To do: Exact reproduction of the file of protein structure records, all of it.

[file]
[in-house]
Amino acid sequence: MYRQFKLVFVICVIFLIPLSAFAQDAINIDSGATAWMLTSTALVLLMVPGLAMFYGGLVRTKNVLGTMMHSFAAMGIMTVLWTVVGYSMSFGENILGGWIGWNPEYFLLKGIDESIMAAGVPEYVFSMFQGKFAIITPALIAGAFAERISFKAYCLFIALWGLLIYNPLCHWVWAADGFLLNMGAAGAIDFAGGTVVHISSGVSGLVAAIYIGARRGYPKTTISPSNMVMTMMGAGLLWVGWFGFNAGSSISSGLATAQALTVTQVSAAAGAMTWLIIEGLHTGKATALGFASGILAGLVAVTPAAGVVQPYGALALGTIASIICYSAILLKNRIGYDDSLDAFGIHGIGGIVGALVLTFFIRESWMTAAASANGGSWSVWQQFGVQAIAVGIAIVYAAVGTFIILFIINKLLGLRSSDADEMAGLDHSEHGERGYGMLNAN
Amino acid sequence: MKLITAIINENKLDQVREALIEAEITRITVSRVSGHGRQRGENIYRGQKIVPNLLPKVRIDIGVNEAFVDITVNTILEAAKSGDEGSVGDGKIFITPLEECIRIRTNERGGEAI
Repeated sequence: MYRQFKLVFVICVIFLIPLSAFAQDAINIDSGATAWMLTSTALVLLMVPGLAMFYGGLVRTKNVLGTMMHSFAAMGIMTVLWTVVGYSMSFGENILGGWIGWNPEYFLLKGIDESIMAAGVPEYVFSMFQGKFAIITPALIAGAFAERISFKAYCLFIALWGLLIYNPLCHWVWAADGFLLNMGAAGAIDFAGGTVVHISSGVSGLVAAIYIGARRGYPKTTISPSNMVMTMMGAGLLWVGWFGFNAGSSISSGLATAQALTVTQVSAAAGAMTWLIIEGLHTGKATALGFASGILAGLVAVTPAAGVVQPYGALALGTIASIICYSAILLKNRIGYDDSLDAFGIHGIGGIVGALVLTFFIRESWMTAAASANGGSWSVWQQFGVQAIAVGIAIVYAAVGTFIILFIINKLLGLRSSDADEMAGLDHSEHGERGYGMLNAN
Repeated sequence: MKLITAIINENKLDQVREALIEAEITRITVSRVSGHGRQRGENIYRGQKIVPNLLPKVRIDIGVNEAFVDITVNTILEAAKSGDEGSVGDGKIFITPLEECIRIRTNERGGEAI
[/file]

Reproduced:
[in-house]
Amino acid sequence: MYRQFKLVFVICVIFLIPLSAFAQDAINIDSGATAWMLTSTALVLLMVPGLAMFYGGLVRTKNVLGTMMHSFAAMGIMTVLWTVVGYSMSFGENILGGWIGWNPEYFLLKGIDESIMAAGVPEYVFSMFQGKFAIITPALIAGAFAERISFKAYCLFIALWGLLIYNPLCHWVWAADGFLLNMGAAGAIDFAGGTVVHISSGVSGLVAAIYIGARRGYPKTTISPSNMVMTMMGAGLLWVGWFGFNAGSSISSGLATAQALTVTQVSAAAGAMTWLIIEGLHTGKATALGFASGILAGLVAVTPAAGVVQPYGALALGTIASIICYSAILLKNRIGYDDSLDAFGIHGIGGIVGALVLTFFIRESWMTAAASANGGSWSVWQQFGVQAIAVGIAIVYAAVGTFIILFIINKLLGLRSSDADEMAGLDHSEHGERGYGMLNAN
Amino acid sequence: MKLITAIINENKLDQVREALIEAEITRITVSRVSGHGRQRGENIYRGQKIVPNLLPKVRIDIGVNEAFVDITVNTILEAAKSGDEGSVGDGKIFITPLEECIRIRTNERGGEAI
Repeated sequence: MYRQFKLVFVICVIFLIPLSAFAQDAINIDSGATAWMLTSTALVLLMVPGLAMFYGGLVRTKNVLGTMMHSFAAMGIMTVLWTVVGYSMSFGENILGGWIGWNPEYFLLKGIDESIMAAGVPEYVFSMFQGKFAIITPALIAGAFAERISFKAYCLFIALWGLLIYNPLCHWVWAADGFLLNMGAAGAIDFAGGTVVHISSGVSGLVAAIYIGARRGYPKTTISPSNMVMTMMGAGLLWVGWFGFNAGSSISSGLATAQALTVTQVSAAAGAMTWLIIEGLHTGKATALGFASGILAGLVAVTPAAGVVQPYGALALGTIASIICYSAILLKNRIGYDDSLDAFGIHGIGGIVGALVLTFFIRESWMTAAASANGGSWSVWQQFGVQAIAVGIAIVYAAVGTFIILFIINKLLGLRSSDADEMAGLDHSEHGERGYGMLNAN
Repeated sequence: MKLITAIINENKLDQVREALIEAEITRITVSRVSGHGRQRGENIYRGQKIVPNLLPKVRIDIGVNEAFVDITVNTILEAAKSGDEGSVGDGKIFITPLEECIRIRTNERGGEAI